Fire (stolen from the gods by Prometheus and given as a gift to mankind) is without doubt the most universal method for dealing with monsters of all shapes and sizes.  In more modern terms, fire is what happens when a few gallons of gas and a zippo get together for a party.  This is the author’s favorite method because it is usually the simplest from a logistical stand-point, and because there are just so many uses for it even beyond monster-hunting.  One should be aware, though, that fire will only annoy (or possibly amuse) a demon, a d'jinn will be entirely unaffected, a salamander starts its own fires, and zombies refuse to stand still, even when being cooked well-done.  However, if done safely and responsibly, fire is still the most effective method for taking down a zombie horde while conserving ammunition, no vampire is known to have survived the ordeal if their remains are properly disposed of, no werewolf is known to have survived complete incineration, and most animals (monstrous or otherwise) have a very healthy fear of fire.  Very difficult to control or predict, fire must be used with extreme caution under controlled situations or dire circumstances.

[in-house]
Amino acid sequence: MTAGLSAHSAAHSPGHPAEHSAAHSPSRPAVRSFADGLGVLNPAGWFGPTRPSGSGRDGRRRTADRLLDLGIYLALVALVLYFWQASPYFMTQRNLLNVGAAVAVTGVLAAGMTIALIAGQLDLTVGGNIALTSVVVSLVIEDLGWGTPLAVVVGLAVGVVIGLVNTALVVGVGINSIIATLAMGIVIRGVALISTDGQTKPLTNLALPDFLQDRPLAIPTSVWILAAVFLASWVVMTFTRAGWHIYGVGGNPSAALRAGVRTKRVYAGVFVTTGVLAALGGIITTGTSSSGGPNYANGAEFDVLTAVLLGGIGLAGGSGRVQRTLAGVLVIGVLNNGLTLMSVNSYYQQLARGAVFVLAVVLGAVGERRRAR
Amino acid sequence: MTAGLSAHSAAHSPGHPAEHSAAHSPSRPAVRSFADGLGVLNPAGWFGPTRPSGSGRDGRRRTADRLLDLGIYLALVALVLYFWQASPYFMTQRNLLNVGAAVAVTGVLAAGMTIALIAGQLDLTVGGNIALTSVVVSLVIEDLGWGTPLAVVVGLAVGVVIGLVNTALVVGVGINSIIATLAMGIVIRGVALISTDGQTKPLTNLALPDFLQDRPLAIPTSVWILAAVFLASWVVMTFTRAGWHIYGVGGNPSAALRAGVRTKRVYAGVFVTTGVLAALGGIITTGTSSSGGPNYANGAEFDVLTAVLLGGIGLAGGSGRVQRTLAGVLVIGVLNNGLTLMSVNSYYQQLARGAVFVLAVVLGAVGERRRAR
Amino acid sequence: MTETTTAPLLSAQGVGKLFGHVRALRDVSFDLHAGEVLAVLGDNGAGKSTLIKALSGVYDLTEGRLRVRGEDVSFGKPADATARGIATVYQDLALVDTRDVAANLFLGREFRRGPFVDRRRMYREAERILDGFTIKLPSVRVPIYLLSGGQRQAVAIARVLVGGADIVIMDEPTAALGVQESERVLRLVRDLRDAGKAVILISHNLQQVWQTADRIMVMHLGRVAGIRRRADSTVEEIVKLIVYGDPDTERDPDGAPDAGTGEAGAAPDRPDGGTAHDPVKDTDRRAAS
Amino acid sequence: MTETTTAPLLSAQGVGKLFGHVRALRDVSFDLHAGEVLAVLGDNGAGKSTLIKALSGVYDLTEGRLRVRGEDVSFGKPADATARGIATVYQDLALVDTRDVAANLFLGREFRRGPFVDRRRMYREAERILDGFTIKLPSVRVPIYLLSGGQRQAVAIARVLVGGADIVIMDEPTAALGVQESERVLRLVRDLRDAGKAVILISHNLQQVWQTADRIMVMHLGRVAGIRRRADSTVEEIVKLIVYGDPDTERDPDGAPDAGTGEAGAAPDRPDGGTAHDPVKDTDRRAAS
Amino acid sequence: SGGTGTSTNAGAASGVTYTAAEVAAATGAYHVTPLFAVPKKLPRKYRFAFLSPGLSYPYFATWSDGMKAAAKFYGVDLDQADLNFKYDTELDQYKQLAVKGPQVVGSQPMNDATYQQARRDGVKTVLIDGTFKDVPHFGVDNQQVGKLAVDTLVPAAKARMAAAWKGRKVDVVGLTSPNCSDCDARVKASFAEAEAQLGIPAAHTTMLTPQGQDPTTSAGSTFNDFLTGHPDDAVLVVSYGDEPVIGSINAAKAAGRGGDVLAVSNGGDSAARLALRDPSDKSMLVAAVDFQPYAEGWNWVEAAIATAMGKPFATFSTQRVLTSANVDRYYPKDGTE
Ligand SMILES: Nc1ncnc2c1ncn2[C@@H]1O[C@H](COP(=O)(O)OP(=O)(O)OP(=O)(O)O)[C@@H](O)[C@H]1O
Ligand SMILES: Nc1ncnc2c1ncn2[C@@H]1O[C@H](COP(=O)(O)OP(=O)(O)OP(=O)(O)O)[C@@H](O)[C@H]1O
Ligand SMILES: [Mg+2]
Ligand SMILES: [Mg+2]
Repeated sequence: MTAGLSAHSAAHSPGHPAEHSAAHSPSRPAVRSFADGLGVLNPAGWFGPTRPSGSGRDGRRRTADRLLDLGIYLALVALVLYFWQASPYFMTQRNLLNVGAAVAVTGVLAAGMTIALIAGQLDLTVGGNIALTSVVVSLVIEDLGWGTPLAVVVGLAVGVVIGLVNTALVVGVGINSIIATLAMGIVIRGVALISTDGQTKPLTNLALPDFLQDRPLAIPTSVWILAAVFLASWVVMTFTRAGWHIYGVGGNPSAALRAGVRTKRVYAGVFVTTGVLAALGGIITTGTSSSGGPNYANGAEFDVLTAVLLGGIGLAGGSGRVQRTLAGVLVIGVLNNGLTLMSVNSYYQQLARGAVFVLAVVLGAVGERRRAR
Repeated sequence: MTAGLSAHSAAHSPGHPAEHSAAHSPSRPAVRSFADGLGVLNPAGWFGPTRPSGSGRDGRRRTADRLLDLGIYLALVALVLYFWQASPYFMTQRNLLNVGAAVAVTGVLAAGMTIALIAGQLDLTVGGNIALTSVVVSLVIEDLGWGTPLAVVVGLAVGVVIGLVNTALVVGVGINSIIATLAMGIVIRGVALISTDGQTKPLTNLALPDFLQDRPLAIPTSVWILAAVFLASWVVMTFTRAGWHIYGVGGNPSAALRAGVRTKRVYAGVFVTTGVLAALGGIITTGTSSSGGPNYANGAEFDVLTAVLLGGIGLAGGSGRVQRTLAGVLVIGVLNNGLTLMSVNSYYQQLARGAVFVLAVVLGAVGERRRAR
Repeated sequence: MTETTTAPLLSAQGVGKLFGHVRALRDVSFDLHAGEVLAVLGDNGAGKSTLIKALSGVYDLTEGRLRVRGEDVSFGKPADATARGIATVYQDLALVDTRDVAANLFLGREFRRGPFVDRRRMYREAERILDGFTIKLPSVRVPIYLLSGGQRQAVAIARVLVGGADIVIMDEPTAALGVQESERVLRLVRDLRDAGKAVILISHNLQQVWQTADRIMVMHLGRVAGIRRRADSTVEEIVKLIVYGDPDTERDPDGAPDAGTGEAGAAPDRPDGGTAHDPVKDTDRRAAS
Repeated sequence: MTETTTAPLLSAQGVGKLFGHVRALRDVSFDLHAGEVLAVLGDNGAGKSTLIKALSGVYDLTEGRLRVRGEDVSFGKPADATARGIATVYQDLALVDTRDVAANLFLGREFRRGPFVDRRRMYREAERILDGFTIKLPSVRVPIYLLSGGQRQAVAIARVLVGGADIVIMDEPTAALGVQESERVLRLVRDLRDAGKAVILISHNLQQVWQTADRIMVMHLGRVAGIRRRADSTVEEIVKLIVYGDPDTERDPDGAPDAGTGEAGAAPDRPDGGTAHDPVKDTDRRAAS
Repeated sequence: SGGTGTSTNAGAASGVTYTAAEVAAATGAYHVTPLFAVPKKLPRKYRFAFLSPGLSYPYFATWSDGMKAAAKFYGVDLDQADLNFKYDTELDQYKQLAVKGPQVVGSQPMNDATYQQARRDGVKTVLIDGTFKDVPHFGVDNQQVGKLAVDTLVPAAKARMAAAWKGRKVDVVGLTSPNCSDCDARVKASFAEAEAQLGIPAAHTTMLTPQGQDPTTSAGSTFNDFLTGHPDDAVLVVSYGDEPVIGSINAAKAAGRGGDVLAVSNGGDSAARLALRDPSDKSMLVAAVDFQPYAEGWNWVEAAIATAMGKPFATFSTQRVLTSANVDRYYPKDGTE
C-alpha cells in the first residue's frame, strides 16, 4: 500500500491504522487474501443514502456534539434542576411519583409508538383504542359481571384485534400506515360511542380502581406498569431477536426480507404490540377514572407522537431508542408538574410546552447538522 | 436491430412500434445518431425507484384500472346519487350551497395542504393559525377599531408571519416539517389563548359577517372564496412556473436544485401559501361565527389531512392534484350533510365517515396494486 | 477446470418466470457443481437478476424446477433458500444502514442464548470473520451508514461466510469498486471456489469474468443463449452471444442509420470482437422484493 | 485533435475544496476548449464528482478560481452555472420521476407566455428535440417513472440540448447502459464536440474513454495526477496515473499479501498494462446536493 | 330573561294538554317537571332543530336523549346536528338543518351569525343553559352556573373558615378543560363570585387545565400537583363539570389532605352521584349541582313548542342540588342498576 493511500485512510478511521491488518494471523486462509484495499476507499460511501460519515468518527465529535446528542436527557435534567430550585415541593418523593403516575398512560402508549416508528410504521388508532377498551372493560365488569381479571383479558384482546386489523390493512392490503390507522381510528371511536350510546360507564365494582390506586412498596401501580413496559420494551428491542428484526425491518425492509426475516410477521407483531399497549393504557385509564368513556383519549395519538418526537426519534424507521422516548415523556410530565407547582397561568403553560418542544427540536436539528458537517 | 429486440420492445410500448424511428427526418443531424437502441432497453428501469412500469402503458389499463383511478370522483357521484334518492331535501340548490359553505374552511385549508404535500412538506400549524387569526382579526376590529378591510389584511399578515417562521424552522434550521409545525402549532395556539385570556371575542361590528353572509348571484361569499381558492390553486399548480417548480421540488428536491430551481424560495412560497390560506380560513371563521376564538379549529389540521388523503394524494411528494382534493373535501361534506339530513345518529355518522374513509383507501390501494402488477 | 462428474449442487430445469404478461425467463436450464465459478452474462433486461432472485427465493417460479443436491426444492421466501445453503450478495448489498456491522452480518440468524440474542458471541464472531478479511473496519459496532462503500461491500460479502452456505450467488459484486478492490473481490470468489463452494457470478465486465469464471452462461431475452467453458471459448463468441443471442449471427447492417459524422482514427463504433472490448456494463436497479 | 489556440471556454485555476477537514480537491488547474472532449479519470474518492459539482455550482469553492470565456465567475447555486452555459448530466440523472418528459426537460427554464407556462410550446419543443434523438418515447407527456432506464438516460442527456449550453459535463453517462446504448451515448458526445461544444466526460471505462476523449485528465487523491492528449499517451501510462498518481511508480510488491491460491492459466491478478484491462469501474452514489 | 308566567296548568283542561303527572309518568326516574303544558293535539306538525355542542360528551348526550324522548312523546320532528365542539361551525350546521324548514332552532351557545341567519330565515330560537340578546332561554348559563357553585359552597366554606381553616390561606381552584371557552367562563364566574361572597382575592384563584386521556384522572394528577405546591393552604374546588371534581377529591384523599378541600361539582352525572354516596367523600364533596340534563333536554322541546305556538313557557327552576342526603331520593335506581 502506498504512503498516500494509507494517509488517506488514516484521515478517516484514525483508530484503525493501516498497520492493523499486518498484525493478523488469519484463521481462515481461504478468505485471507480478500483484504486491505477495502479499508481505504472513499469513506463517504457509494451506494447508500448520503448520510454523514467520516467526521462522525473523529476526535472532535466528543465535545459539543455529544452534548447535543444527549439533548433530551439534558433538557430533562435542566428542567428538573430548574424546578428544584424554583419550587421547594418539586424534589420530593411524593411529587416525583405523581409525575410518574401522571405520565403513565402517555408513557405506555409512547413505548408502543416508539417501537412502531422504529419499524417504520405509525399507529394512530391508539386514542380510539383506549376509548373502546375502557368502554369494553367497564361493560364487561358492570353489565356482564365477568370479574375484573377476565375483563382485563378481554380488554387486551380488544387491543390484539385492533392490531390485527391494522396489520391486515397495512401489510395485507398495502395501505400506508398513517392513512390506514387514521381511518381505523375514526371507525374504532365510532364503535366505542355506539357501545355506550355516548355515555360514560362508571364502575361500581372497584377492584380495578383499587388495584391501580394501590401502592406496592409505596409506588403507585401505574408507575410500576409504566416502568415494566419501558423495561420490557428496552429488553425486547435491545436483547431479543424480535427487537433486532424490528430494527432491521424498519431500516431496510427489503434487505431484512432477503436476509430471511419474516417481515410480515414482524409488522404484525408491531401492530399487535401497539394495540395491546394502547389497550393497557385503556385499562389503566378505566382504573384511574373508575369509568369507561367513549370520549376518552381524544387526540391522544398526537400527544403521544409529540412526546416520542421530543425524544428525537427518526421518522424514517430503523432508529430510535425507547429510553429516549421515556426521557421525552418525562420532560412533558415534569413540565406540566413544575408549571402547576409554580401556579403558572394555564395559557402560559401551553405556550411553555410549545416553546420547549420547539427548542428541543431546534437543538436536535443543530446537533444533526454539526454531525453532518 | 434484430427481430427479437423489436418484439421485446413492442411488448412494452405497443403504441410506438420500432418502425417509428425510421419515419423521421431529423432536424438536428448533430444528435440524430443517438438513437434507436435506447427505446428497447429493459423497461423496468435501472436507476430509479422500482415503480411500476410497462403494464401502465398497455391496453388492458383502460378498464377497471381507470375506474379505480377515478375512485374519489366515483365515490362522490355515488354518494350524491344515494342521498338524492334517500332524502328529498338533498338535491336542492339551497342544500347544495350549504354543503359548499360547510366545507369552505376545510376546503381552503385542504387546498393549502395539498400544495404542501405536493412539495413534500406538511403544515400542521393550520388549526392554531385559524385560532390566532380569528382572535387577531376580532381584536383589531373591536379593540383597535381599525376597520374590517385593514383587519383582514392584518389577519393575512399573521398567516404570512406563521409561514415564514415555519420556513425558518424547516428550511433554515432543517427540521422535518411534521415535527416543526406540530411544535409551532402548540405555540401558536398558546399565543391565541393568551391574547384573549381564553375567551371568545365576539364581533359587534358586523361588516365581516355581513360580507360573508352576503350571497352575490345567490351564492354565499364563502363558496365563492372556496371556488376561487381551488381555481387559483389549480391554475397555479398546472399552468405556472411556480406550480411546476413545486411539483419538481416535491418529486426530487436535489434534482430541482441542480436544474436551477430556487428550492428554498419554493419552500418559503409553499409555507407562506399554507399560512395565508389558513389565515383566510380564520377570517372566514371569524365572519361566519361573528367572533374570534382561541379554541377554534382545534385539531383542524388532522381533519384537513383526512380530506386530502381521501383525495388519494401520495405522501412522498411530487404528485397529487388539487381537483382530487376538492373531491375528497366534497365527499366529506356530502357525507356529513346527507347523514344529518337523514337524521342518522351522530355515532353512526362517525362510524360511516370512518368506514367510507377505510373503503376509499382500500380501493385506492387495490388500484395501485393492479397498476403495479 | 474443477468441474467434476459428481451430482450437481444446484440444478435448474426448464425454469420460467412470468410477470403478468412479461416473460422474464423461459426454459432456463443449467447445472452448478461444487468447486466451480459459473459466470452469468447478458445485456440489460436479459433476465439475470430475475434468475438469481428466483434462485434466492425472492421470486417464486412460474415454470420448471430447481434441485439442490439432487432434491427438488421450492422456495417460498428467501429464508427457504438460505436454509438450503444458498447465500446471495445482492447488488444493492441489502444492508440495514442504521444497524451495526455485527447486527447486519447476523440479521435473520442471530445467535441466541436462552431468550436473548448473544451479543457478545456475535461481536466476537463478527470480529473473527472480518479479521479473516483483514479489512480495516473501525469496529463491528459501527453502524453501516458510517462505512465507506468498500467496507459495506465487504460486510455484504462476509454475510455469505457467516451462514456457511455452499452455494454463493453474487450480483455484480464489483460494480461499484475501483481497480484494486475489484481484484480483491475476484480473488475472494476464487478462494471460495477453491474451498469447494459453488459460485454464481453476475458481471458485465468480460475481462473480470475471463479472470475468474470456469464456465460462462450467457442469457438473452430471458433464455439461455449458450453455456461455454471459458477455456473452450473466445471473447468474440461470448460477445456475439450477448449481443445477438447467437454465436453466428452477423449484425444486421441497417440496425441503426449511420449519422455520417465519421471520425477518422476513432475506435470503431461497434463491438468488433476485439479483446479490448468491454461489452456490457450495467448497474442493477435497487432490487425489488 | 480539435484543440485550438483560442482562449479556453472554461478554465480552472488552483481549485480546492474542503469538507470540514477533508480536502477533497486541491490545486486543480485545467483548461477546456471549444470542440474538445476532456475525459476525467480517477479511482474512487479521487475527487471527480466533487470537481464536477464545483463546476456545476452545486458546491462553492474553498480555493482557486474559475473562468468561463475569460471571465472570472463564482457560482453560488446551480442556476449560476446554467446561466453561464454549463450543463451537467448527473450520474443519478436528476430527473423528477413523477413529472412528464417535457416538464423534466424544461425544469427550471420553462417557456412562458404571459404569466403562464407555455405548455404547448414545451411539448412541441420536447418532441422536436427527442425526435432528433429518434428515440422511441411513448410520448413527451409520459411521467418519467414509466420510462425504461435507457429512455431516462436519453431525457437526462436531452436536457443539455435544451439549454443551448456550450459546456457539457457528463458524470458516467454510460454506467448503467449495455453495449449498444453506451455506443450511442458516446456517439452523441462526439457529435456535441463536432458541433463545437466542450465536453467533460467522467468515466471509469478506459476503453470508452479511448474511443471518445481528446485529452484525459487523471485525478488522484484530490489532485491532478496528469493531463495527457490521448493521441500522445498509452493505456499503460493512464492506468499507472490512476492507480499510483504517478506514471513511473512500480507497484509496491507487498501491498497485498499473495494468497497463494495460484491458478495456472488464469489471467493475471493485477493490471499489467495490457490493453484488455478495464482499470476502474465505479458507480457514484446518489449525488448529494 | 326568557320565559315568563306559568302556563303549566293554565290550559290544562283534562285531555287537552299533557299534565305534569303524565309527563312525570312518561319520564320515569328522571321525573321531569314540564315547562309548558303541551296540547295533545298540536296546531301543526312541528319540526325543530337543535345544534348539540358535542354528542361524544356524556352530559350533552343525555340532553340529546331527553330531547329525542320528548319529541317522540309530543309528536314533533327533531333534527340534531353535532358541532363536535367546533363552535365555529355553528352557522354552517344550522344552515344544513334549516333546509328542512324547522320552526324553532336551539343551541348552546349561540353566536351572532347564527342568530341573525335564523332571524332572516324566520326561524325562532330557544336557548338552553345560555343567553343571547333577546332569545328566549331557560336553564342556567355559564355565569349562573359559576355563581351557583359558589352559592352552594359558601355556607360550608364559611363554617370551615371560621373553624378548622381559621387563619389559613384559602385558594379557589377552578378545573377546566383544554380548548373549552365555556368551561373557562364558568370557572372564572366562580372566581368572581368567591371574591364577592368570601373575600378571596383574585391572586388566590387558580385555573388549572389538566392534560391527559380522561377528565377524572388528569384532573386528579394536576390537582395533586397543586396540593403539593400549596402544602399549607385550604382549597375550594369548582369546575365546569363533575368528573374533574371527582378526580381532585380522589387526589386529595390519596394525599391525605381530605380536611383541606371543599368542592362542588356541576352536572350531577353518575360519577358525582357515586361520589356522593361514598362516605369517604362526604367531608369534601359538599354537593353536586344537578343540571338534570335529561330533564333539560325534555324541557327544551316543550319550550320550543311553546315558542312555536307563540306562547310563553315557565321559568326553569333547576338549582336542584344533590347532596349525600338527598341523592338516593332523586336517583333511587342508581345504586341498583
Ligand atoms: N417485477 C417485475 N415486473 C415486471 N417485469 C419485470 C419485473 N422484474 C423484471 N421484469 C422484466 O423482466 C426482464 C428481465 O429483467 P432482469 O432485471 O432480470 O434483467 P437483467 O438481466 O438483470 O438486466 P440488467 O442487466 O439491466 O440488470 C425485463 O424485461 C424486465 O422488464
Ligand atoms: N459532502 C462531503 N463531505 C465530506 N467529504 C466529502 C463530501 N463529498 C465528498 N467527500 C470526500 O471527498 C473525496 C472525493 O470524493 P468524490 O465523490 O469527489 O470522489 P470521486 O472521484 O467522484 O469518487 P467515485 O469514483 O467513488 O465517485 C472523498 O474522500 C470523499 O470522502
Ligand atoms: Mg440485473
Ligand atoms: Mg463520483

So there we have it: The Big Five monster weaknesses: Silver, Sunlight, Holy Items, Decapitation, and Fire,  discussed in order from most specific and limited to most wide-ranging and general-use, with advice and general rules for using them.  When taken individually, one can more easily see how the most well-known monster types fit into each category, with some of them fitting into multiple categories to differing degrees.  Fire may work splendidly against zombies and it’ll do in a pinch against a werewolf, while a demon will simply laugh a bit louder.  Knowing as much as one can about these five weaknesses and which monsters they are most effective against will help prepare one for even the most dire of horror movie plot cliches.  Happy Hunting!